Clause 2. — (Weight and composition of cupro-nickel coins.)

Orders of the Day — Coinage Bill – in the House of Commons at 12:00 am on 18th October 1946.

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Motion made, and Question proposed, "That the Clause stand part of the Bill."

Photo of Mr Charles Williams Mr Charles Williams , Torquay

I hope that, purely as a matter of courtesy, we shall have an explanation of certain points in this Clause. In the first part of it the matter of cupro-nickel is dealt with, but the Clause goes on to deal with other matters, and I would like to have an explanation of the proviso which reads: Provided that in the making of such coins a remedy (or variation from the standard weight and composition specified in that Schedule) shall be allowed not exceeding the remedy allowance therein specified. I will not deal at present with the actual allowance, which can be dealt with better on the Schedule, but I would like to know whether these are the usual words that are included in a Clause of this nature dealing with weight and composition. Is the Financial Secretary certain that they cover the whole of the point?

Photo of Mr George Hall Mr George Hall , Merthyr Tydfil Aberdare

I think I can give that assurance. These words are common form in this connection. They simply provide for what we would call infinitesimal variations in the weights of coins. Human nature being what it is, it is not possible to get coins exact to the millionth part of an ounce or a pennyweight or whatever the measurement and weightage is. This provision permits certain tolerations and variations. They are extremely tiny. The hon. Gentleman may rest assured that the words are necessary, that they mean no more than they say, that they are common form, and that they are needed.

Photo of Sir Gifford Fox Sir Gifford Fox , Henley

Can the Financial Secretary give an assurance that the weight of the new coins will be more or less the same as that of the present silver coins? Will they work in the automatic slot machines on the London Passenger Transport system? It is very important for the public to be assured that both the ordinary silver shillings and the new cupro-nickel shillings will work the machines. I always understood that if one put into the machine a coin which purported to be a shilling, but which was not, the machine would throw it out. I understood that by some means the machine rejected a bad coin. I would like to know what will be the position if the Financial Secretary and I each have a shilling, one silver and the other cupro-nickel. What will the machine do? Will it in both cases give a twopenny ticket and 10d. change?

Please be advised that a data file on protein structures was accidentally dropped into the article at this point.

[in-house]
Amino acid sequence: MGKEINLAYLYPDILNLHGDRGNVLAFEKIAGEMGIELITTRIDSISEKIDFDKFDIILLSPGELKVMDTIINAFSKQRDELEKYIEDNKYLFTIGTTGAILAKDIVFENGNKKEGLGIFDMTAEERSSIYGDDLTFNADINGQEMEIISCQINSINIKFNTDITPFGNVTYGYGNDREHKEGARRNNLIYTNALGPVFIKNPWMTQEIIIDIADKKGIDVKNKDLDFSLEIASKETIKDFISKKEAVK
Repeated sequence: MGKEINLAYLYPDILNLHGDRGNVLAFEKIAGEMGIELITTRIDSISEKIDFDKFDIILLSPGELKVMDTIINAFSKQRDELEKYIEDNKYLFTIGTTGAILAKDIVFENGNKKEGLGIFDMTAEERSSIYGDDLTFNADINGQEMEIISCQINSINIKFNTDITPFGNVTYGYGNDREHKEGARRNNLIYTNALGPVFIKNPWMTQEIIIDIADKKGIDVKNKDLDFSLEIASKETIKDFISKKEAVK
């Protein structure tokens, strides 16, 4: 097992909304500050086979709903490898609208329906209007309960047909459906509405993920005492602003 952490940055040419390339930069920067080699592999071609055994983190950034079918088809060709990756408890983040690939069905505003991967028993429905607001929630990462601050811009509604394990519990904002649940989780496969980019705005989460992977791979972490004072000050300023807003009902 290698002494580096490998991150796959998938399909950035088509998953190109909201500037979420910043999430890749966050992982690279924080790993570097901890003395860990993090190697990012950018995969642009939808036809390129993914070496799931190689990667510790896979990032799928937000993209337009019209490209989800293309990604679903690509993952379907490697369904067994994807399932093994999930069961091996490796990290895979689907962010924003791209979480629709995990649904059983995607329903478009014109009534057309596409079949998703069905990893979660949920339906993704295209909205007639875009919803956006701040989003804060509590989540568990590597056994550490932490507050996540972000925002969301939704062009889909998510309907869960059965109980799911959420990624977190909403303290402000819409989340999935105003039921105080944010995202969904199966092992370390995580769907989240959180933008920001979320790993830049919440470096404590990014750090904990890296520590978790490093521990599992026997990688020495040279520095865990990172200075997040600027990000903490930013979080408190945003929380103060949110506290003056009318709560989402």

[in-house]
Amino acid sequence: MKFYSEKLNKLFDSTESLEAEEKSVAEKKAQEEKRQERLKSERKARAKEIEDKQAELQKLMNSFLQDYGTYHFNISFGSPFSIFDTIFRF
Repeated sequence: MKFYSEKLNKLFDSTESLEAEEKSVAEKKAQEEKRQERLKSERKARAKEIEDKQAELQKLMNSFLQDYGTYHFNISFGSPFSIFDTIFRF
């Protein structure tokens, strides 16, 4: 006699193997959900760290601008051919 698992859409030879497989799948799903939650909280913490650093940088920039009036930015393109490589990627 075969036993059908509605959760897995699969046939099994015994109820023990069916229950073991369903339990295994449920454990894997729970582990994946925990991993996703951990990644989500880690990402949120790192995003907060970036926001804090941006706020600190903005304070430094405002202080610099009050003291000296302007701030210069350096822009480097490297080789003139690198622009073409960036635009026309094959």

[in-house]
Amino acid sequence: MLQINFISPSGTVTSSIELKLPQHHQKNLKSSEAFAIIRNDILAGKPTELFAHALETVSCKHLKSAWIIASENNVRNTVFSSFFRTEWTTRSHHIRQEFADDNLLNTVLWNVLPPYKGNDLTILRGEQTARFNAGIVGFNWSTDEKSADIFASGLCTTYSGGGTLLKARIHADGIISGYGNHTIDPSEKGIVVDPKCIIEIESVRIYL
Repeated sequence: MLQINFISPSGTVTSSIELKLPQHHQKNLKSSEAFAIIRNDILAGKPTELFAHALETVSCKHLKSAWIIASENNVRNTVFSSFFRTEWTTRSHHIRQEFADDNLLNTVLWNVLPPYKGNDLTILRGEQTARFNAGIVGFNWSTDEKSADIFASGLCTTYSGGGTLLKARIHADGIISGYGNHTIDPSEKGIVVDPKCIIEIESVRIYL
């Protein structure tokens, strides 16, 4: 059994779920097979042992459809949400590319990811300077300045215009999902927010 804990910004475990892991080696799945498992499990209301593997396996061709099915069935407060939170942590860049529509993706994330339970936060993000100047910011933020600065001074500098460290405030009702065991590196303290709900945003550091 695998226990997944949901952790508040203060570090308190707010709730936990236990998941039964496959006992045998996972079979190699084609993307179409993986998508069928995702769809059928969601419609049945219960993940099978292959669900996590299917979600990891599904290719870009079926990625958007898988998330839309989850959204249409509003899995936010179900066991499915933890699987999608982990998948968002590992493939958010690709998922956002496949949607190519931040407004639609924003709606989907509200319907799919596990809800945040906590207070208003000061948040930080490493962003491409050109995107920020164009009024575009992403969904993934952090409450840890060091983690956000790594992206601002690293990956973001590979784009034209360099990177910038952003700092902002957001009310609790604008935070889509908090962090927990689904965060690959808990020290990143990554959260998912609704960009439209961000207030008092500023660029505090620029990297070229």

Photo of Mr George Hall Mr George Hall , Merthyr Tydfil Aberdare

I can assure the hon. and gallant Gentleman that the new coins will go into the machines, and that the machines will not differentiate in any way. They will not be, as some hon. Members have been, critical of the new coins; they will accept them just as they do the present ones, and if it is a question of change for a shilling, the machine will give the hon. and gallant Gentleman the same change as he would get from a shilling made of silver alloy.

Photo of Mr Charles Williams Mr Charles Williams , Torquay

I would like to thank the Financial Secretary for the answer he gave me. I will, of course, accept what he said.

Photo of Mr Henry Smith Mr Henry Smith , Nottingham South

On a point of Order. Is it in Order for the hon. Member to speak twice on this matter?

Photo of Mr Frank Anderson Mr Frank Anderson , Whitehaven

It is quite in Order.

Photo of Mr Charles Williams Mr Charles Williams , Torquay

I understand the desire of certain hon. Members to suppress debate, but I do not think that form of brutality is in Order. I accept what the Financial Secretary has said. I am not sure, however, that he has had considerable discussion about this outside. If there is any variation, I am sure he would not mind letting me know.

1.30 p.m.

Photo of Mr George Hall Mr George Hall , Merthyr Tydfil Aberdare

I can assure the hon. Gentleman that this matter was gone into with the utmost care. There is a. trial called the trial of the pyx at which, every year, these coins are very carefully looked at. One in every so many is thrown into a box and examined, and the Goldsmith Company take so many coins, examine, weigh and assess them. I can assure the hon. Gentleman that British coinage will not suffer under this Bill and all the safeguards that there have been in the past will continue.

Photo of Mr Charles Williams Mr Charles Williams , Torquay

I thank the hon. Gentleman for having added enormously to the interest of this Debate on this matter. I have never doubted the standard of testing coins, but I was doubtful as to whether he had used the right word in the last paragraph. I have never doubted that His Majesty's Mint, in dealing with these things, have been anything but perfect and correct.

Photo of Sir William Darling Sir William Darling , Edinburgh South

I am grateful to the hon. Gentleman for reminding us of the trial of the pyx. Can he tell us if any changes have taken place in that trial commensurate with the modern usage of coins. Does it test the automatic machines of the railways and of the Metropolitan gas companies? The trial of the pyx is an ancient institution of great value, but the coins in the days when the trial of the pyx was introduced were tested for fineness and quality. Now that the coin is used largely for mechanical purposes does he propose to extend the trial of the pyx to meet the necessities of a modern and somewhat more complex civilisation?

Clause ordered to stand part of the Bill.